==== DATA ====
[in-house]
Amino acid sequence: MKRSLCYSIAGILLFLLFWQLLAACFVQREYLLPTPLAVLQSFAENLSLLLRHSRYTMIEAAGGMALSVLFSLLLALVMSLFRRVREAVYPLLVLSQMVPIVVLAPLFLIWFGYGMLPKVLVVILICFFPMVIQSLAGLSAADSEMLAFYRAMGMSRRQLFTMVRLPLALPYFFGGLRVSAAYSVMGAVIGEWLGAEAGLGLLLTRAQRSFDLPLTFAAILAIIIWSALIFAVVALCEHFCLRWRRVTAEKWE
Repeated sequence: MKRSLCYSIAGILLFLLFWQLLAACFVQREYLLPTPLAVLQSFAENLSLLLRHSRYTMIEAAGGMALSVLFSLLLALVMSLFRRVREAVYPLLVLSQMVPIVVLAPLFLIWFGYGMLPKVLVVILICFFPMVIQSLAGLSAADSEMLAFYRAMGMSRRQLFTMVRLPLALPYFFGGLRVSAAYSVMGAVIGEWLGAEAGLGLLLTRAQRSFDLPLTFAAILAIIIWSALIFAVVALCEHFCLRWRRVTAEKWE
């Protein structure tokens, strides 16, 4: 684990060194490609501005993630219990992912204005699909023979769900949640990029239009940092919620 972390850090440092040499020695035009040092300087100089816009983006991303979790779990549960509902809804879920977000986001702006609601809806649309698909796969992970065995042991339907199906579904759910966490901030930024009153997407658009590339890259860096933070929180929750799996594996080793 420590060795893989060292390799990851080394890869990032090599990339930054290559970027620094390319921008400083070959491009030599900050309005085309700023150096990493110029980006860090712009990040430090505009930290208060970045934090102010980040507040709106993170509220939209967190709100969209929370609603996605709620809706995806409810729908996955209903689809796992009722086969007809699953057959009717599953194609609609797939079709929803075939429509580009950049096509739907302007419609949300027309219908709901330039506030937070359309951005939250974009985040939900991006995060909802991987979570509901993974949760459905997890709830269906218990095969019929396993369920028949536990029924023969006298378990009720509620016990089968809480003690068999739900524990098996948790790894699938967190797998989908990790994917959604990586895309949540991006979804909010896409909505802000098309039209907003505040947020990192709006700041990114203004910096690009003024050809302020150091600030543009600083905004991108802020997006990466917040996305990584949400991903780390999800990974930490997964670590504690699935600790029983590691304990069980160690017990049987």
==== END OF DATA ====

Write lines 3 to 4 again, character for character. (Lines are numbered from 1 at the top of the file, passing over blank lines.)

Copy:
Repeated sequence: MKRSLCYSIAGILLFLLFWQLLAACFVQREYLLPTPLAVLQSFAENLSLLLRHSRYTMIEAAGGMALSVLFSLLLALVMSLFRRVREAVYPLLVLSQMVPIVVLAPLFLIWFGYGMLPKVLVVILICFFPMVIQSLAGLSAADSEMLAFYRAMGMSRRQLFTMVRLPLALPYFFGGLRVSAAYSVMGAVIGEWLGAEAGLGLLLTRAQRSFDLPLTFAAILAIIIWSALIFAVVALCEHFCLRWRRVTAEKWE
């Protein structure tokens, strides 16, 4: 684990060194490609501005993630219990992912204005699909023979769900949640990029239009940092919620 972390850090440092040499020695035009040092300087100089816009983006991303979790779990549960509902809804879920977000986001702006609601809806649309698909796969992970065995042991339907199906579904759910966490901030930024009153997407658009590339890259860096933070929180929750799996594996080793 420590060795893989060292390799990851080394890869990032090599990339930054290559970027620094390319921008400083070959491009030599900050309005085309700023150096990493110029980006860090712009990040430090505009930290208060970045934090102010980040507040709106993170509220939209967190709100969209929370609603996605709620809706995806409810729908996955209903689809796992009722086969007809699953057959009717599953194609609609797939079709929803075939429509580009950049096509739907302007419609949300027309219908709901330039506030937070359309951005939250974009985040939900991006995060909802991987979570509901993974949760459905997890709830269906218990095969019929396993369920028949536990029924023969006298378990009720509620016990089968809480003690068999739900524990098996948790790894699938967190797998989908990790994917959604990586895309949540991006979804909010896409909505802000098309039209907003505040947020990192709006700041990114203004910096690009003024050809302020150091600030543009600083905004991108802020997006990466917040996305990584949400991903780390999800990974930490997964670590504690699935600790029983590691304990069980160690017990049987």